Transient Global Amnesia -a medical textbook by Britt Talley Daniel MD

KDP promotion on May 5-7 2013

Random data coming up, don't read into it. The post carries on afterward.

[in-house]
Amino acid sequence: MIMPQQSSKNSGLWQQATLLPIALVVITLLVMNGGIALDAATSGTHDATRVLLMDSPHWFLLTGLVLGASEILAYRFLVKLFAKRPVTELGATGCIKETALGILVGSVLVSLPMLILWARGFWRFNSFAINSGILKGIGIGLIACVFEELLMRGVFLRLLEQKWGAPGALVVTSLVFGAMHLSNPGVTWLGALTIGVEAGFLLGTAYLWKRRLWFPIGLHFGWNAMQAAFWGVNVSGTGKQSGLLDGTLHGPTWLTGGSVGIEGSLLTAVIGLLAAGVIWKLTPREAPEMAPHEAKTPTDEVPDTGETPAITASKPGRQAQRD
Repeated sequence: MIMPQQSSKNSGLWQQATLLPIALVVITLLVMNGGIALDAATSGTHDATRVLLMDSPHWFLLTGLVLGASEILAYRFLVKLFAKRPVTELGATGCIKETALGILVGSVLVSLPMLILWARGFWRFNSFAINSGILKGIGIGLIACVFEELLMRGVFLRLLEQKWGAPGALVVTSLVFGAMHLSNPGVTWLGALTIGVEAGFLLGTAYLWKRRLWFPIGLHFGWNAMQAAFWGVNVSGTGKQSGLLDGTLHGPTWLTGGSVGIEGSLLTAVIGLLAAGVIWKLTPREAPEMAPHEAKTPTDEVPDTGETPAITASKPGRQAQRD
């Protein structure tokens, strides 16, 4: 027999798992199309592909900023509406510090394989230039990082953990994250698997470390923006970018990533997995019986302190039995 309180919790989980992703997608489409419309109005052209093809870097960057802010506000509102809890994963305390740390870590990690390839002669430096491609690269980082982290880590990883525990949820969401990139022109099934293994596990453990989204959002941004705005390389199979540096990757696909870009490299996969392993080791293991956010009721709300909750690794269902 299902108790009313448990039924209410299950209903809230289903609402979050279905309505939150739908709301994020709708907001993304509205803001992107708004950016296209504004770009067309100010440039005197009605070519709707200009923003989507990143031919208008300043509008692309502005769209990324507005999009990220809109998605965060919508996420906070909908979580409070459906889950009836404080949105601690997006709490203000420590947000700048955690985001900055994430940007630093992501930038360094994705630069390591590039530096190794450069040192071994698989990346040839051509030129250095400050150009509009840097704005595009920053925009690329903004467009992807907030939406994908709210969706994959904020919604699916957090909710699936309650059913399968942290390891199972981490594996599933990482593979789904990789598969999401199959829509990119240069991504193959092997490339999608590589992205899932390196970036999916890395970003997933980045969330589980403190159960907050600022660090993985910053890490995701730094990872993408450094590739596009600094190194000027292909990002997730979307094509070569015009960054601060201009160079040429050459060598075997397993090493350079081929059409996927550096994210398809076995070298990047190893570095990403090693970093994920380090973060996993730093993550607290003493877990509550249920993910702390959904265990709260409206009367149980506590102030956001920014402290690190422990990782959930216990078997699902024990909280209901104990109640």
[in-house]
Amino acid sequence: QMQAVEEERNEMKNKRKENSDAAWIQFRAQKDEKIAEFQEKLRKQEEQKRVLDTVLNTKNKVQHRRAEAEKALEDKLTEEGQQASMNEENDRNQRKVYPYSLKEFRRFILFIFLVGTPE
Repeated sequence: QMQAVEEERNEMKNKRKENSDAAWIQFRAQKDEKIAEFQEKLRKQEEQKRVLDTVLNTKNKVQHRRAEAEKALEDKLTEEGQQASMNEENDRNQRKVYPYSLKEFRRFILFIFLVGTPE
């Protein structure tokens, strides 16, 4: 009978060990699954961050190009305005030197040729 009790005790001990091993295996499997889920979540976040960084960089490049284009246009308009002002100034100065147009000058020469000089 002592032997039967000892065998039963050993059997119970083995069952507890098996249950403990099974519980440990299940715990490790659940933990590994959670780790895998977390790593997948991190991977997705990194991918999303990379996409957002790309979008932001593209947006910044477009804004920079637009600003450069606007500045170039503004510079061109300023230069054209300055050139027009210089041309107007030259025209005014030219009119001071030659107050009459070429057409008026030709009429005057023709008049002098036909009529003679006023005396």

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With an article written in 1956 in an obscure medical journal, Morris Bender, a neurologist at Mount Sinai Hospital in New York City, first described the temporary syndrome of memory loss.  After this medical articles started pouring in (1000 patients reported in 3 decades).  The key features of the syndrome:  onset of amnesia, the nature of the patient to repeatedly say the same thing over and again in spite of being instructed, "What has happened to me?" "What am I doing here?"  "What is the matter?"; the odd same situations that seem to bring the syndrome on:  swimming in the ocean, after strong emotion, after sexual intercourse; the normal general neurologic exam with testing, have captivated neurologists and patients for half a century.  The recent finding of small dots seen in the hippocampus several days after an attack on MRI scan, which later disappear, has further mystified doctors.  Something like 40% of patients with TGA have migraine.  This is the first textbook in 21 years on the subject and an interesting read for doctors or affected patients alike.